By Deane Barker on May 10, 2008
Gin, Television, and Social Surplus – Here Comes Everybody: Clay Shirky gave a heckuva talk at the Web 2.0 Expot about what he calls “the cognitive surplus.” Here’s the theory —
After the industrial revolution, Americans had something new: free time. And we needed to figure out what to do with it. So we started drinking gin and watching TV, instead of thinking and participating.
Television, Shirky argues, has become a huge heat sink that dissipates time that could be spent on constructive pursuits — a “cognitive surplus.” He offers this statistic, which is amazing.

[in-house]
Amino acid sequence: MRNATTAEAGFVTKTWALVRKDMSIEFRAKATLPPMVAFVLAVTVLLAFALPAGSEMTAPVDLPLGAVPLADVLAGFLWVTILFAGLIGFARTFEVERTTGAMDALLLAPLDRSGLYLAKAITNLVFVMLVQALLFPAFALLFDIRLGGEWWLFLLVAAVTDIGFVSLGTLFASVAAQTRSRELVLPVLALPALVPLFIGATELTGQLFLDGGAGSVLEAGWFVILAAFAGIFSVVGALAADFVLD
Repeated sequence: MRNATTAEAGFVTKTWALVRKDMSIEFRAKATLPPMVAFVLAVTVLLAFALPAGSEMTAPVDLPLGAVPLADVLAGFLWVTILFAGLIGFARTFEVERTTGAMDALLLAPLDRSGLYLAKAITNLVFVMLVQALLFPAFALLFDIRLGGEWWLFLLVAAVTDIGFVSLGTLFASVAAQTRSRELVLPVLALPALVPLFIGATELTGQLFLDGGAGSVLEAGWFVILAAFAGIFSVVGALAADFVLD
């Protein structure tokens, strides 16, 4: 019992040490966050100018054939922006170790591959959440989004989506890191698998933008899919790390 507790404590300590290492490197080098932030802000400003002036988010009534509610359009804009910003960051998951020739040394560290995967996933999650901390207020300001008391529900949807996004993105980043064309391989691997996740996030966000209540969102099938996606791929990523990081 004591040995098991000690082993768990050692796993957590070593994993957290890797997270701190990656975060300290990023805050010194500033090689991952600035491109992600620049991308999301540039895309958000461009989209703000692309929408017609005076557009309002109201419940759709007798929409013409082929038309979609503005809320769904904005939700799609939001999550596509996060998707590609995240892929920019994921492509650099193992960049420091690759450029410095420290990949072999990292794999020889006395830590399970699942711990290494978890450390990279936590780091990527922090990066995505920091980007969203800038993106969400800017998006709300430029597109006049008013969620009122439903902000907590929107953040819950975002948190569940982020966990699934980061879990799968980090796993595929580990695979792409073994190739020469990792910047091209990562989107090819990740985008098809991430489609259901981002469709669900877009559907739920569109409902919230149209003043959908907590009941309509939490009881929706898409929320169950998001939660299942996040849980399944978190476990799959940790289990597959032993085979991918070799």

[…] ll of Wikipedia, the whole project—every page, every edit, every talk page, every line of code, in every language that Wikipedia exists in — that represents something like the cumulation of 100 million hours of human thought.
[…] And television watching? Two hundred billion hours, in the U.S. alone, every year. […] Or put still another way, in the U.S., we spend 100 million hours every weekend, just watching the ads.
So, we spend “2,000 Wikipedias” a year watching television. Seriously.
The entire talk is great. The link above goes to the printed transcript. Here’s a link to Zawodny, for the 15-minute video.